GhostWhoVotes in comments is again first with the poll news: the latest monthly Nielsen poll, published in today’s Fairfax broadsheets, is a shocker for the government. The Coalition has opened a 53-47 lead on two-party preferred, from primary votes of 43 per cent for the Coalition, 33 per cent for Labor and 15 per cent for the Greens. The Herald reports this is Labor’s worst result since just after the September 11 attacks. The sample for the poll is 1400.
UPDATE: Sydney Morning Herald report here. The article notes that if preferences were distributed as per the last election rather othan on the basis of and not as indicated by respondents – usually a more reliable method – the two-party result would be 52-48. Kevin Rudd’s approval rating is down four points from a month ago to 41 per cent and his disapproval is up three to 52 per cent – actually better for him than other polls of late – and Tony Abbott approval is down five, also to 41 per cent. Rudd’s lead as preferred prime minister has narrowed from 54-38 to 49-39. Only 55 per cent of voters now expect Labor to win the election, down 16 per cent in two months. The government appears to have lost ground in the resource super profits tax, with 41 per cent supporting and 49 per cent opposed comparing with 44 per cent and 47 per cent last month.
Sixty-two per cent, including “more than four in 10” Labor voters, support the Liberals’ promised return of offshore processing of asylum seekers offshore. Interestingly, a “party favoured on asylum seekers” question gets 35 per cent for the Liberals, 19 per cent for Labor and 18 per cent for the Greens. We are also told the Coalition has a remarkable 63-37 lead in Western Australia – which could easily be written off on grounds of a small sample (about 140), if we hadn’t been told something very similar last month.
UPDATE 2: The Australian has published results of a Newspoll survey commissioned by the mining industry targeting nine key seats in Queensland, Western Australia and South Australia. Respondents were only asked, so far as we know, about the resources super profits tax, its likely impact on their vote choice and who they voted for in 2007. I have taken the opportunity to compile all the available data on this subject, of which there is a very great deal, into the table below. Some pollsters only asked respondents if they supported or opposed the tax, while others asked them to specify whether their support or opposition was strong or weak. Variation in wording of the question no doubt explains some of the distinction between pollsters. For example, Morgan asked about “the new 40% tax on profits of mining projects”, whereas Essential merely spoke of “Higher taxes on the profits of large mining companies”. The numbers shown in brackets are the polls’ sample sizes.
That the Newspoll figures for Queensland are less favourable than Galaxy’s might have something to do with the seats targeted in the former – mining-affected Flynn and Dawson, together with urban Flynn – although the higher undecided result from Newspoll is harder to explain. The 41 per cent strong opposition among Western Australian respondents – from Perth, Brand and Hasluck is a striking figure by any standards. The seats targeted in South Australia were Wakefield, Hindmarsh and Kingston, all located in Adelaide and its outskirts. Among other questions asked of respondents was the effect of the tax on voting intention. Overall 8 per cent said it made them more likely to vote Labor against 31 per cent less likely; from Western Australian respondents, the figures were 6 per cent and 39 per cent.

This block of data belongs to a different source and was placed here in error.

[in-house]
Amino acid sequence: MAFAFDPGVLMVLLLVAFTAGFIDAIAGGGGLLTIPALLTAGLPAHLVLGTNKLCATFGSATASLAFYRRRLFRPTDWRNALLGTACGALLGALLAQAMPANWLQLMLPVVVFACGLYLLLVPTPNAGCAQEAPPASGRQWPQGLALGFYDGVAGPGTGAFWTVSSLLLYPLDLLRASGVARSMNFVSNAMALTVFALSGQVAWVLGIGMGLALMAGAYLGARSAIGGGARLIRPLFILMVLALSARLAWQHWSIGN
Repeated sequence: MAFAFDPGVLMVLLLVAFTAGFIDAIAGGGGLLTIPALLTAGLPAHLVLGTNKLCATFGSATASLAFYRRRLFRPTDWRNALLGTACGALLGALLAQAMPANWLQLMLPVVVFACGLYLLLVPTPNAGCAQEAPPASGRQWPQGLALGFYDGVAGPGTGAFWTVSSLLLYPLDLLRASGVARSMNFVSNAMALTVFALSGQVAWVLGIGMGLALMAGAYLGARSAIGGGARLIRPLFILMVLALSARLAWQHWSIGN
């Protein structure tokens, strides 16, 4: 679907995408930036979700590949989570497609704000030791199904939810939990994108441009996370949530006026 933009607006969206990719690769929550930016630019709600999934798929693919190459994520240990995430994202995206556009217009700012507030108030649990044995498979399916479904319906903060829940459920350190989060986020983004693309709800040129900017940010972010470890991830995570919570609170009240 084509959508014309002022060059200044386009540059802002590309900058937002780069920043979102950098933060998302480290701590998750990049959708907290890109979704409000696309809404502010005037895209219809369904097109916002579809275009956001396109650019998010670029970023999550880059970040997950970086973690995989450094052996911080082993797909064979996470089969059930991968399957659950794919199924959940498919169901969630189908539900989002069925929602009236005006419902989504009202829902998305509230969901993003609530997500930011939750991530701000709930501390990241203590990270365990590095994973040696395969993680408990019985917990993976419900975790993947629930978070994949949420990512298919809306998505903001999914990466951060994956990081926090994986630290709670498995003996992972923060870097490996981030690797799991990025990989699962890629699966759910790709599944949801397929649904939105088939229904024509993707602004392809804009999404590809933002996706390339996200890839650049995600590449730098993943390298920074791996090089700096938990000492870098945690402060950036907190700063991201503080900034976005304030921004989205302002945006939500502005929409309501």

|Nielsen (1400)||National||Jun 3-6||41||49|
|Galaxy (800)||Queensland||Jun 2-3||16||21||22||32|
|Newspoll (600)||Qld marginals||May 31-Jun 3||17||13||19||30|
|Newspoll (600)||WA marginals||May 31-Jun 3||11||10||16||41|
|Newspoll (600)||SA marginals||May 31-Jun 3||18||14||18||21|
|Morgan (655)||National||May 26-27||44||48|
|Westpoll (400)||Brand||May 25-26||25||56|
|Essential (2000)||National||May 19-23||12||31||22||14|
|Morgan (571)||National||May 12-13||41||52|
|Essential (2000)||National||May 4-9||52||34|
|Nielsen (1400)||National||May 6-8||44||47|
|Morgan (669)||National||May 4-5||47||45|
UPDATE 3: No such calamity for Labor as far as Essential Research is concerned: they have Labor in front 52-48 on two-party preferred, up from 51-49 last week. However, the poll reflects the general trend in having both parties down on the primary vote – Labor two to 37 per cent and the Coalition one to 40 per cent – with the Greens up three to 12 per cent. Also featured are “best leadership team”, with Labor in the clear 47-31, “awareness of asylum seeker intake” (a very even spread across all the available categories), whose mining tax campaign is least unconvincing (the miners’, just), and whether John Howard should be head of the International Cricket Council (50 per cent no opinion, otherwise in Howard’s favour).
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